According to them on reaching near the cot of the deceased Gurmej Singh fired a shot from close range at the deceased who was still sleeping in his cot. Thereafter Gian Singh struck a Gandasi blow on the chest of the deceased followed by a Dang blow on the right arm by Bur Singh. Gurmej Singh is stated to have warned others not to get up unless they wanted to be killed. On account of this warning PWs 2 and 3 did not run to the rescue of the deceased for fear of being killed. After making sure that their victim was dead, the appellants fled away. PW 2 Swaran Singh then went to the house of his father PW4 Waryam Singh and narrated the incident. PW2 accom- 970 panied by Gurdas Singh, Lambardar, then went to the Police Station at about 8.30 a.m. on 7th June, 1976 and lodged the first information report. PW8 Sub-Inspector Kartar Chand Singh then reached the place of occurence, held an inquest on the dead body of the deceased, lifted the blood stained earth from the place of occurrence and then recorded the statements of PW3 Fauja Singh, Narain Singh and others. Gian Singh and Bur Singh were arrested on 2nd July, 1976 while Gurmej Singh was arrested on 7th July, 1976. It appears that two more persons, namely, Sucha Singh and Santokh Singh (original accused Nos. 1 and 4, respectively) were also shown as arrested for the commission of this crime on 2nd July. 1976 although their names were not disclosed in the first information report. The allegation of the prosecution witnesses PWs 2, 3 and 4 is that these two persons were falsely involved as PW8 Sub Inspector Kartar Chand Singh wanted to save his skin as he was found to have illegally and wrongly detained them at the police station. We will deal with this aspect later but suffice it to say that both the courts below have come to the conclusion that they were falsely involved in the commission of this crime by fabricating statements of PWs 2 and 3 under Section 161 of Criminal Procedure Code (`the Code' for short). In view of this conclusion reached by both the courts, the said two persons were acquitted. No appeal was preferred challenging their acquittal. The Trial Court convicted Gurmej Singh under section 302 IPC and the other two under Section 302/34 IPC and sentenced all the three to imprisonment for life and also imposed token fines. Against their conviction the present three appellants filed an appeal which was dismissed by a Division Bench of the High Court on 21st June, 1979.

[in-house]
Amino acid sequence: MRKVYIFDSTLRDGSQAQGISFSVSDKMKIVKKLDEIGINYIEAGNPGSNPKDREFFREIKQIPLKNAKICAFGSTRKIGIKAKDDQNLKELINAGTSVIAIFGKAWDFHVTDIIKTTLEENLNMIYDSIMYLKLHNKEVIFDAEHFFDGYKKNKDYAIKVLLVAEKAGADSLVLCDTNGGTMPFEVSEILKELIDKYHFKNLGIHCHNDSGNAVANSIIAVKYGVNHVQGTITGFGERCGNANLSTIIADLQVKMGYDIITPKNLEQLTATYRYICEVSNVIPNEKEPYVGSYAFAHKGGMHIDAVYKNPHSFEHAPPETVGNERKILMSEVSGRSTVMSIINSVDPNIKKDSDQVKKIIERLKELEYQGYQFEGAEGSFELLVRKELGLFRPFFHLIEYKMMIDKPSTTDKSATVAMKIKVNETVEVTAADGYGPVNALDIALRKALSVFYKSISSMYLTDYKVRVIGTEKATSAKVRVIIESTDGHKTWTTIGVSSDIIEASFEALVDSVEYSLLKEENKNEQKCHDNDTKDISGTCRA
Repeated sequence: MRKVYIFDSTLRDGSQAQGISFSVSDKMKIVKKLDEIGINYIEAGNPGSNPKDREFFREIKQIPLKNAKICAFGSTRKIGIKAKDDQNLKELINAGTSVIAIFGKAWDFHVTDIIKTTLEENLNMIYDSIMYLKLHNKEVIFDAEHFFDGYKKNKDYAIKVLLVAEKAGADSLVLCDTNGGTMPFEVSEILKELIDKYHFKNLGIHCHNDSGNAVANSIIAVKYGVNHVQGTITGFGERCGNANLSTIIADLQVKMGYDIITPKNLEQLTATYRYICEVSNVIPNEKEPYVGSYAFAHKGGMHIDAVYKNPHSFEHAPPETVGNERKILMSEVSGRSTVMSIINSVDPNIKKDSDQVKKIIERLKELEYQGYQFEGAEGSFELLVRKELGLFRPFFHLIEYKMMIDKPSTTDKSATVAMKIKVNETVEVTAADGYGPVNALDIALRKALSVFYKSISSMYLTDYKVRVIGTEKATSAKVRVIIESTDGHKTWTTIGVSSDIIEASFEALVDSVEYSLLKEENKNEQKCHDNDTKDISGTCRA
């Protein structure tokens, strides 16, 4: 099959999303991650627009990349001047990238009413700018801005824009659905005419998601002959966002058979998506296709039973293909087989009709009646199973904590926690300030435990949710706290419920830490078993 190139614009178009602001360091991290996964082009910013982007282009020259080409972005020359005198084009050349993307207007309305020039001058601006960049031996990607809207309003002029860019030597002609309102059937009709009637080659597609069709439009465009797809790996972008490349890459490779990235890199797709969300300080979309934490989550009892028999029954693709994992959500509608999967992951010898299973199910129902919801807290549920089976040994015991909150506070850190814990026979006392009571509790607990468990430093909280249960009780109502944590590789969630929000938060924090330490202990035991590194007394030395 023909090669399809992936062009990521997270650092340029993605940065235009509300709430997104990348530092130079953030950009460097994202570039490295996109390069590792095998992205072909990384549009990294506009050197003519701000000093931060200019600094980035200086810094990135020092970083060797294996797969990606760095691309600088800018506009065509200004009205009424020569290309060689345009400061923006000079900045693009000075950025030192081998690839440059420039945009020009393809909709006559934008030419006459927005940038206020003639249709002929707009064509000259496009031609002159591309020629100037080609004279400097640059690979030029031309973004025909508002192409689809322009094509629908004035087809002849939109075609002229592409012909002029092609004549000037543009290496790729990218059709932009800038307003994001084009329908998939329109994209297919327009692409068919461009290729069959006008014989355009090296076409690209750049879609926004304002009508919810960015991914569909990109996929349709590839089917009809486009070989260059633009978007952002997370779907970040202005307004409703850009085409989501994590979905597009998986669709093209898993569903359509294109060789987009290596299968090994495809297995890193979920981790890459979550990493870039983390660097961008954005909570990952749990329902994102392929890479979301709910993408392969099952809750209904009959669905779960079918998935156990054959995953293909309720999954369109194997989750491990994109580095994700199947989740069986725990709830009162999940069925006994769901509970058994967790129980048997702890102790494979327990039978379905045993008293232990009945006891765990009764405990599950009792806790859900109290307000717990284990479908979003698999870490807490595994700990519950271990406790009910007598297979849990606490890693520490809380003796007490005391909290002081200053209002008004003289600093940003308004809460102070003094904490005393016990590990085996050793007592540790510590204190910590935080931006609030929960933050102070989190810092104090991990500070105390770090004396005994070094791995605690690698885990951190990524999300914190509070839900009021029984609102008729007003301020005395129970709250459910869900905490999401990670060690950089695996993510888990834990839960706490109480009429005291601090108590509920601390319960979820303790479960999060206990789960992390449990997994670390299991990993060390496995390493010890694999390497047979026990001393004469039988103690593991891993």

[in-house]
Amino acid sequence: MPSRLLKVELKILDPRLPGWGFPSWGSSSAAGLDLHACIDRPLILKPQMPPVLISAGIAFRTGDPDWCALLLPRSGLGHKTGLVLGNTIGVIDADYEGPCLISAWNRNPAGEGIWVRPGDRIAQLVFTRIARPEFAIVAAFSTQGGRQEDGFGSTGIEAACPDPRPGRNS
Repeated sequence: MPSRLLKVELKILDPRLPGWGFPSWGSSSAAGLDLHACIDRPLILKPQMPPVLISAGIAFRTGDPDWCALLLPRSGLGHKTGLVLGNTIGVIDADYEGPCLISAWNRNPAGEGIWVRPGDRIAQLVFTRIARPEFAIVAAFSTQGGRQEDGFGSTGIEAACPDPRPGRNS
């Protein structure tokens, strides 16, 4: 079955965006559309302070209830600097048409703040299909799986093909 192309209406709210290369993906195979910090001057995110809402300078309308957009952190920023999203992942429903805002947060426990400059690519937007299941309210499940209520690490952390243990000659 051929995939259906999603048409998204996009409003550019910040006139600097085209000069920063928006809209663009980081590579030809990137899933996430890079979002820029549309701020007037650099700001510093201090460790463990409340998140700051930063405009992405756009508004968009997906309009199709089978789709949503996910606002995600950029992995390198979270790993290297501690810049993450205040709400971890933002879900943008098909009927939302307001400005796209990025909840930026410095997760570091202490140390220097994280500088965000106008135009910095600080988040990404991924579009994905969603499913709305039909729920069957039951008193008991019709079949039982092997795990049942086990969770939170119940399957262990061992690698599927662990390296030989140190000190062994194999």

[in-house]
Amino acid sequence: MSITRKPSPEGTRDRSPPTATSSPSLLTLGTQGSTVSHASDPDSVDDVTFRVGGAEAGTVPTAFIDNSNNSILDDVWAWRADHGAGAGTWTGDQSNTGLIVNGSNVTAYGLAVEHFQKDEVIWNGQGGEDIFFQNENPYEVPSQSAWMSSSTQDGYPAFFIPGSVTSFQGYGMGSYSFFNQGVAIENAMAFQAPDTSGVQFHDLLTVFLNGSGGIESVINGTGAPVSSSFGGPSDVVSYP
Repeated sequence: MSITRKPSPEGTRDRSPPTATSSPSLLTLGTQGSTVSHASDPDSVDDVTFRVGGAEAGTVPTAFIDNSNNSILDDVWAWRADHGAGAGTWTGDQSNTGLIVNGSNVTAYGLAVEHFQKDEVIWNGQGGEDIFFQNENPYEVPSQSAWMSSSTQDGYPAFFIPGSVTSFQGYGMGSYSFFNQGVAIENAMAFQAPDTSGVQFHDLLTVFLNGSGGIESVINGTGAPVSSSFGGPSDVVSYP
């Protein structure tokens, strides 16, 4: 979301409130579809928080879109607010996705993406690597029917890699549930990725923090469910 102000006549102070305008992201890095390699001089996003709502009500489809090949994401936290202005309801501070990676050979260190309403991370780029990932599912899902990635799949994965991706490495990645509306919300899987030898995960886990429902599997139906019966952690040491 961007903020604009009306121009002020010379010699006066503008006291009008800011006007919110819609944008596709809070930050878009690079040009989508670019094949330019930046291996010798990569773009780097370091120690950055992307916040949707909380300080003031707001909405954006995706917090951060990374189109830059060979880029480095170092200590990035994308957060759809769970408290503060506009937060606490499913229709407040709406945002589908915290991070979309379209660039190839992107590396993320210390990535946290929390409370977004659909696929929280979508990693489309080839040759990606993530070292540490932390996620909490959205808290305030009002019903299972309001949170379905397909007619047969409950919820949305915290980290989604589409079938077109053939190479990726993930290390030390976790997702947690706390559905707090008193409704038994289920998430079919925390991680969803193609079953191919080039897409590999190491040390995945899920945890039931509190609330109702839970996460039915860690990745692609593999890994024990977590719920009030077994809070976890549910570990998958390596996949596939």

It is against this finding of guilt recorded by both the courts below that the present three appellants have preferred this appeal by special leave.

Mr. Frank Anthony, counsel for the appellants, submitted that there were three eye-witnesses to the incident even according to the prosecution case and out of them Narain Singh was nearest to the deceased when the incident occurred on that dark night in the field. This Narain Singh alone was an independent witness and yet the prosecution did not examine him on the specious plea that he was won over. The other two eye-witnesses. PWs 2 and 3, are admittedly close relatives of the deceased and out of them the presence of PW3 is extremely doubtful being a resident of a nearby village. At any rate he can be termed as a chance witness and in all probability he came to the filed from his village after learning about the incident.